Mutation corresponds to changes to a gene, possibly affecting its normal behavior. In some cases, mutations involve nucleotides, the key elements genes are made of. These mutations include:

  • Deletion: loss of one or more nucleotides;
  • Insertion: addition of one or more nucleotides in a gene’s normal sequence;
  • One-off mutation: substitution of one or more nucleotides.

In other cases, mutations can involve sections of a chromosome, affecting one or more genes. These mutations include:

  • Amplification: increase in the number of copies of a given gene;
  • Translocation: different genes switching places;
  • Deletion: partial or complete loss of a chromosome.

Genetic mutations might be hereditary (transmitted from parents to children), in which case they’re known as germinal. Genetic mutations can also be acquired throughout life, in which case they’re named somatic mutations. Somatic mutations can result from several different triggers, including:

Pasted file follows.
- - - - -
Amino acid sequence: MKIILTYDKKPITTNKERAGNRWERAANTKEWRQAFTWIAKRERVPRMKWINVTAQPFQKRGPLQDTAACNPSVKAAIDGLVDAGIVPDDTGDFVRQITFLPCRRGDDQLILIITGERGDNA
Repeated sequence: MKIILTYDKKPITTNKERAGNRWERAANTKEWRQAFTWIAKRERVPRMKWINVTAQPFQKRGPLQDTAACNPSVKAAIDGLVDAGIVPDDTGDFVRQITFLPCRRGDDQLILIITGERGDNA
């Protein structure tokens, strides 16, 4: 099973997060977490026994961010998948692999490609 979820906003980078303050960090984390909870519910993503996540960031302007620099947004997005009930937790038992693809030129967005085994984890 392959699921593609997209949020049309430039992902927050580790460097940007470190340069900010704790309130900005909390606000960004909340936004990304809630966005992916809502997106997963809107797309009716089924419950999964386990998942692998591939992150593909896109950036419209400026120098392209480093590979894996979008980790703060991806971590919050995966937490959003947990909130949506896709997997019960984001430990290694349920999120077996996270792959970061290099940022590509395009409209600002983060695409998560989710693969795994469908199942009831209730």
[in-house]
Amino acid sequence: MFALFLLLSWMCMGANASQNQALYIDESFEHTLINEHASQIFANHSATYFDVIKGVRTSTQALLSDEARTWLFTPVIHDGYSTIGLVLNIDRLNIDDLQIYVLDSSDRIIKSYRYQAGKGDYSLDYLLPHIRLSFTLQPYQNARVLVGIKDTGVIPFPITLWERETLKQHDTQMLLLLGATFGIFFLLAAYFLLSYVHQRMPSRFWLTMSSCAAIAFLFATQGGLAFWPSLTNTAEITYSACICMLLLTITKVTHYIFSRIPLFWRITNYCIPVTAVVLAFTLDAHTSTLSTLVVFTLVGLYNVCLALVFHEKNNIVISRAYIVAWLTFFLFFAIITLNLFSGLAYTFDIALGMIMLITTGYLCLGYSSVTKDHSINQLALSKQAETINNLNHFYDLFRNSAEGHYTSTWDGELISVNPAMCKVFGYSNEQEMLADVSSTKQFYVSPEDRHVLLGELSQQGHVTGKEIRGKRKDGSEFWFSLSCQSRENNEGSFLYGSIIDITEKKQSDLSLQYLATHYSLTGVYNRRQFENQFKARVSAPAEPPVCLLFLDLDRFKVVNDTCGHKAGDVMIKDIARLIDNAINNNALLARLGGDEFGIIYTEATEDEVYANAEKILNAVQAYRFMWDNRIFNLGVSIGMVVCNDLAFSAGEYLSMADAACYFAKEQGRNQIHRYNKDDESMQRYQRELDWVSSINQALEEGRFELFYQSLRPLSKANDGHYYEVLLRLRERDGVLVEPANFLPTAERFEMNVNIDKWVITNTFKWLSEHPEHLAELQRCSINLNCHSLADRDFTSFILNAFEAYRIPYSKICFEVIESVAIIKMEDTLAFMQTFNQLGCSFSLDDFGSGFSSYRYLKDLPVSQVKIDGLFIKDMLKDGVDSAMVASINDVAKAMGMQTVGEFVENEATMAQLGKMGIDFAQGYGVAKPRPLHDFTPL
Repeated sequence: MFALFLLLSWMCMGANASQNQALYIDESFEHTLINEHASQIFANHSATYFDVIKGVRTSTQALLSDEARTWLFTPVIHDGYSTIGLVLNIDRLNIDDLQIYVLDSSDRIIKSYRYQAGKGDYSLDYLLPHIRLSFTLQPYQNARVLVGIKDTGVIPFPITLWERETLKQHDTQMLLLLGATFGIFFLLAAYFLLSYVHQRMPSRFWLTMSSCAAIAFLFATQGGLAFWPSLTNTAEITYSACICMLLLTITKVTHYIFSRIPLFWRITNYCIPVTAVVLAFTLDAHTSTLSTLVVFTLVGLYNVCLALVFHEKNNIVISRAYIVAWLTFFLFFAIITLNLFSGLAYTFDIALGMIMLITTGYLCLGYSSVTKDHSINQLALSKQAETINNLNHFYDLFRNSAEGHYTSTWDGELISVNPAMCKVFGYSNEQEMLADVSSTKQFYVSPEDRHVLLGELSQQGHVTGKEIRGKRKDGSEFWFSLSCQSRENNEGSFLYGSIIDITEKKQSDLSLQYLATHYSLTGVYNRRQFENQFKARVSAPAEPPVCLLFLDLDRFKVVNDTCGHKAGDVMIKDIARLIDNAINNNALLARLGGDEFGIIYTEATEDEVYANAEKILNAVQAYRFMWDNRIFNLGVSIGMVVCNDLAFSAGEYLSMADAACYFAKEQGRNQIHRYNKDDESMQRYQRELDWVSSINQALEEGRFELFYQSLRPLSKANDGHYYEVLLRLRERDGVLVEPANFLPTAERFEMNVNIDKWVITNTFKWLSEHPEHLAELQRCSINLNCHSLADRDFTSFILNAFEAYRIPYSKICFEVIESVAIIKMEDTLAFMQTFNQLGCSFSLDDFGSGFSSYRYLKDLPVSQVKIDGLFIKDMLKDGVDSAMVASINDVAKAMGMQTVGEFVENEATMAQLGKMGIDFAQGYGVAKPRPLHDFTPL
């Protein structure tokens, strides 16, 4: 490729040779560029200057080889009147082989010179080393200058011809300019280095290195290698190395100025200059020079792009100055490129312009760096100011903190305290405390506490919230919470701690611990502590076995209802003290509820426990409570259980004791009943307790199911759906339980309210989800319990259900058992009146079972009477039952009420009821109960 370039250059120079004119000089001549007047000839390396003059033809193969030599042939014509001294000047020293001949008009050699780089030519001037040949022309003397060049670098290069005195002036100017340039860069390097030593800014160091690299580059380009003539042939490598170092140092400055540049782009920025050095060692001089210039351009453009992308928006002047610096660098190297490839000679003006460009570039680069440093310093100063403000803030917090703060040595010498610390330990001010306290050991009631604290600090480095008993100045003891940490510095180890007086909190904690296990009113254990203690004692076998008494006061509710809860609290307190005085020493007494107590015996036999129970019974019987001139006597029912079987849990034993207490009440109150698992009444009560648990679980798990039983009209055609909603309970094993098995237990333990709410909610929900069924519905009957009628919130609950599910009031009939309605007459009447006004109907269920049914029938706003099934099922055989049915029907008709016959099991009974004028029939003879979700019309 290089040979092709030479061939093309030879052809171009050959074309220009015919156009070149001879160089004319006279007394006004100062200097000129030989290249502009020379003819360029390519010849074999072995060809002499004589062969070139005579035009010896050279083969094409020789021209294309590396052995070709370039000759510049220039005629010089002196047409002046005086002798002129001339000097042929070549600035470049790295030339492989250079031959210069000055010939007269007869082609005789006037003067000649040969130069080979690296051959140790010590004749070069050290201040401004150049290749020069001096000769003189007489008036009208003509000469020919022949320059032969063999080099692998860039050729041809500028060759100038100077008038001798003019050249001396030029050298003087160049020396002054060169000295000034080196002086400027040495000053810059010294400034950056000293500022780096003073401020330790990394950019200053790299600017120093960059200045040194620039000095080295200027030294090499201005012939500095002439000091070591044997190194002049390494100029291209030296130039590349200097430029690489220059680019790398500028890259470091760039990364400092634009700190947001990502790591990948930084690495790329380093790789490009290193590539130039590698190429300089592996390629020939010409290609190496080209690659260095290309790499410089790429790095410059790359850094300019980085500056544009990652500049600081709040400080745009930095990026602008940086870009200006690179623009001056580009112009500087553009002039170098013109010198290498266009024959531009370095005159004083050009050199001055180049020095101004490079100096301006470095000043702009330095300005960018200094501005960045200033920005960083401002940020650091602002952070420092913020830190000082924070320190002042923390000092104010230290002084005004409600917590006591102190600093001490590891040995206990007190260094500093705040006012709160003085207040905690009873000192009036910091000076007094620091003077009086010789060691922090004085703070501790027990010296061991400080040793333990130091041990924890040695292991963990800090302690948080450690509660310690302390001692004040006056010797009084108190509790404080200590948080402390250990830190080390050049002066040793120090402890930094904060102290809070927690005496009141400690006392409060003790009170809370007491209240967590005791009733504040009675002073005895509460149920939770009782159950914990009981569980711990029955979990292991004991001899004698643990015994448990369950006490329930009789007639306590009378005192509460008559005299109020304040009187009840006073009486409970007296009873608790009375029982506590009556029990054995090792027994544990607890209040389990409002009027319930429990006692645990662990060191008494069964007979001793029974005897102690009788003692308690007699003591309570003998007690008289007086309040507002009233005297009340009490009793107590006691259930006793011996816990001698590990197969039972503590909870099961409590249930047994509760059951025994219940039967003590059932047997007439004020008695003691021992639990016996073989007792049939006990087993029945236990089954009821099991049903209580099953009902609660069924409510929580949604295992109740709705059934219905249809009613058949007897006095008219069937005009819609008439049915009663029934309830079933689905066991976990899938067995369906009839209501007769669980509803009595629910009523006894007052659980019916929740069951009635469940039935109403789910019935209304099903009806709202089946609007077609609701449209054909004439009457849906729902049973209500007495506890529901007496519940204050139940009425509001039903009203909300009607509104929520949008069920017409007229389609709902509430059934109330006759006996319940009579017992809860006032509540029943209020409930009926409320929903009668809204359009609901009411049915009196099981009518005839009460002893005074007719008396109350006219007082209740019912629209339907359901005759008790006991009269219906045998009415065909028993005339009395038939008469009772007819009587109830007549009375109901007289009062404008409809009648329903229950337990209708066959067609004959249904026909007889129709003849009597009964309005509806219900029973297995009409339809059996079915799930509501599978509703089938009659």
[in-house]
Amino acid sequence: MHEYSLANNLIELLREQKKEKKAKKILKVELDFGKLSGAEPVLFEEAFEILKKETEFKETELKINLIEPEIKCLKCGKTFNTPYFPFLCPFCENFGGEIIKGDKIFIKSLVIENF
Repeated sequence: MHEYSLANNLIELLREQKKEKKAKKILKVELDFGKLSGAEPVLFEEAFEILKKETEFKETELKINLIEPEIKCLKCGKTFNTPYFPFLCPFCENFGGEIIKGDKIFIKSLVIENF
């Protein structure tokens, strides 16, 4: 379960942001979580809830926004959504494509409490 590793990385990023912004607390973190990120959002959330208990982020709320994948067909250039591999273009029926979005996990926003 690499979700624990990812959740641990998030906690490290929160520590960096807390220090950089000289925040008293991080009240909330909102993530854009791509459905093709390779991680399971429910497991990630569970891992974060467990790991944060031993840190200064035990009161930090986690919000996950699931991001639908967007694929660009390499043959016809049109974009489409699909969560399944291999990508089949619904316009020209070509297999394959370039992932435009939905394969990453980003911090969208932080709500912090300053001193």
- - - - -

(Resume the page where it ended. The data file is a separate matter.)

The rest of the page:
• Viruses;
  • Ionizing radiation;
  • Chemical substances.

Genetic mutations can have varied results. In some cases, there might not be any significant consequence. In others, mutations can kickstart illnesses, including severe ones like cancer. And at last, there’s also mutations that are incompatible with life, leading to death.

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This content is part of the Oncoclínicas glossary with all terms related to Oncology and its treatments.
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